One of the many interesting findings of a Women in Journalism report last year was that 78% of all front page bylines were male. Have newspapers failed female journalists, asks Cathy Galvin, or have female journalists failed newspapers?
When Rebekah Brooks was made chief executive of News International in 2009, I was one of the women called to her office from around the company to discuss ideas and new ways forward. No, I didn’t suggest phone-hacking as a strategy and yes, at the time, it felt oddly flattering and complicit to have one-on-one time with the boss. Forgive me: I was mesmerised by how she managed to stay upright on impossibly high heels and the emptiness of her desk, not on the fine details of the future of the company. The things I could have asked in retrospect…
It was refreshing nonetheless. Brooks was one of us. As a young features editor at the News of the World, Brooks (then Wade) had claimed she was banished from editorial conference by her male colleagues. That all changed with her spectacular rise to the top. She’d even introduced a hairdressing salon to Wapping: anyone, hack or hackette, executive or cleaner, could sit next to her while she was having her exotic tresses done. We are all multi-dimensional and one of her stronger dimensions was playfulness. Just ask David Cameron.
Four years on and with the prospect of Brooks’ trial later in the year, I often find myself reflecting on the flame-haired one, her life in journalism and her legacy.
Will the hairdressing initiative prove to be her finest hour?
If I sound sceptical, I am. I’ve applauded women achieving senior editorial and managerial positions often enough and then found myself pondering, when things began to go wrong, whether they had only been offered those positions when it was clear to various boards that those particular jobs were going down the pan.
On International Women’s Day this year, I was invited by former colleague Neil Fowler to give a talk at Nuffield College, Oxford on women and the media. A little darkness descended on my soul: had journalism failed female journalists, I wondered, or had we female journalists failed journalism and our readers? We have the vote, a voice and a smattering of power here and there. What have we done with it?
Brooks was on my mind, as were the expectations of my generation of journalists and a generation to come. Most postgraduate journalist trainees are now female. The future, it would appear, is in their hands.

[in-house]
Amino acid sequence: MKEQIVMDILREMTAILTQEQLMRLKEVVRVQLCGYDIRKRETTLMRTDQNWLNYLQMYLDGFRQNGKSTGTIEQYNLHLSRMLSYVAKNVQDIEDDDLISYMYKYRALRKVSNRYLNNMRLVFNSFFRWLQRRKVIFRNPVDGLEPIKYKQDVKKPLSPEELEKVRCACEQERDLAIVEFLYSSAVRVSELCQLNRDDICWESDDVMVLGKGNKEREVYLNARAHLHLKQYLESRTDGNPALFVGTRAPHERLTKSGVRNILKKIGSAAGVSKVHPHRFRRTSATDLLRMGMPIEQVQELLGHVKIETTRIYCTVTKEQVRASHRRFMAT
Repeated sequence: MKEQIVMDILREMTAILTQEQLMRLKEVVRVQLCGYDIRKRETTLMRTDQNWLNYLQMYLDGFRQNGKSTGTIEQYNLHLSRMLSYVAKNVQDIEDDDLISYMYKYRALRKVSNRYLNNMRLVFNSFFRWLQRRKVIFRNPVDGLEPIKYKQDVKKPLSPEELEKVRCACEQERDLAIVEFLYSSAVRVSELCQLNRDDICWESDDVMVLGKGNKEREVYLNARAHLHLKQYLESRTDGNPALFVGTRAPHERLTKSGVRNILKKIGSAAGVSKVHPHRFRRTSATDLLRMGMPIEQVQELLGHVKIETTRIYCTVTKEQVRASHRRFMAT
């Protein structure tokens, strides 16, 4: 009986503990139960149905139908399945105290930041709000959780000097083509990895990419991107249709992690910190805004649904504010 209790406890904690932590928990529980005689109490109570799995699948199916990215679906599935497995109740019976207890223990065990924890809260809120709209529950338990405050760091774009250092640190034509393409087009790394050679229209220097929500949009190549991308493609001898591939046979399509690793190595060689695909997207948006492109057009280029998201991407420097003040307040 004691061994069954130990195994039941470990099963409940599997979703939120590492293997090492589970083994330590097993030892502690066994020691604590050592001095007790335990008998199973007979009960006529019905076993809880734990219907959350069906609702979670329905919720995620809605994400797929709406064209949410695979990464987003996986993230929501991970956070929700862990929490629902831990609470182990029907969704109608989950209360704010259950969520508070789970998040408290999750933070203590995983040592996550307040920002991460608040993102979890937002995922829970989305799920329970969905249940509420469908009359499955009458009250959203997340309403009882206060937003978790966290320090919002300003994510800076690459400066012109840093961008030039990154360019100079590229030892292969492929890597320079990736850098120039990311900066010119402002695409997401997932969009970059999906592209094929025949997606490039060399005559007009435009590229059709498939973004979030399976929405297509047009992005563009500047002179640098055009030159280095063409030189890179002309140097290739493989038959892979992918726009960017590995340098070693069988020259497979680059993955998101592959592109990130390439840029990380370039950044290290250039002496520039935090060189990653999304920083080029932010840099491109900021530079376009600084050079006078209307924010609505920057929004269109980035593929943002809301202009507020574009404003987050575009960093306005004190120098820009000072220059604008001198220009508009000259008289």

While I was a student, Margaret Thatcher became Prime Minister. Shoulder pads and big hair were all the rage – Brooks, as we know, favoured the look – and women were asserting their place and space in the world.
Under-represented at the top
Though sexism in the workplace was rampant, my generation of young female newspaper journalists thought we would be running newspapers ourselves one day. Some of us have, though strikingly not as often as the men or with such prize specimens to nurture. Just think of the serious broadsheets. Today there are no female editors of any national newspaper, other than the Daily Star. There are fewer women visible at the highest level of the industry than a decade ago.
This state of affairs is not exclusive to news organisations: as we all know, women are abysmally represented in government and on the boards of our leading companies and lose their jobs first in a recession. In addition, social mobility is slipping backwards and people, most often women with families or the fantasy of such an idyll, are often in fear in their workplace.
Should we really care that the spoiled divas of the media are suffering some of the same problems as women everywhere? I happen to think we should. Journalism exists to challenge the status quo, not to replicate it. If female journalists can’t begin to examine themselves, what serious impact are they going to make on their readers, audience and on commercial survival?
When you are part of a culture, you stop seeing its weaknesses because you are too busy getting on with the job. But you would have to be extraordinarily dense not to have noticed how ageism, for example, has been cutting short the careers of senior female broadcasters or the vociferous complaints made on their behalf to the BBC. When I left the Sunday Times a year ago, it did seem to me that women were being pushed out or down at a quicker rate than men but I have no solid evidence. A study of the impact of recent redundancies and of the impact of part-time working on women would be timely. News International for the most part had been a good employer. Colleagues at the Mail, Guardian and Independent – speaking to me in confidence – were not so sanguine. They had witnessed many women demoted after returning from maternity leave or simply shoved aside so that the men could get on with the serious jobs, particularly in news, politics and business. They reported a greater amount of distress about unfair treatment over the years than the women at News International.
I have come to question what I have accepted as normal in my working life and frankly, it’s taken long enough. In my twenties, I was pulled aside by a news editor at the Sunday Mirror who said he would make me rich and famous if I slept with celebrities. At the time, it was the norm to talk like this and there was a culture of drink and sex you couldn’t imagine today. Well, almost. There are still young women who find favour with male editors in a very particular way.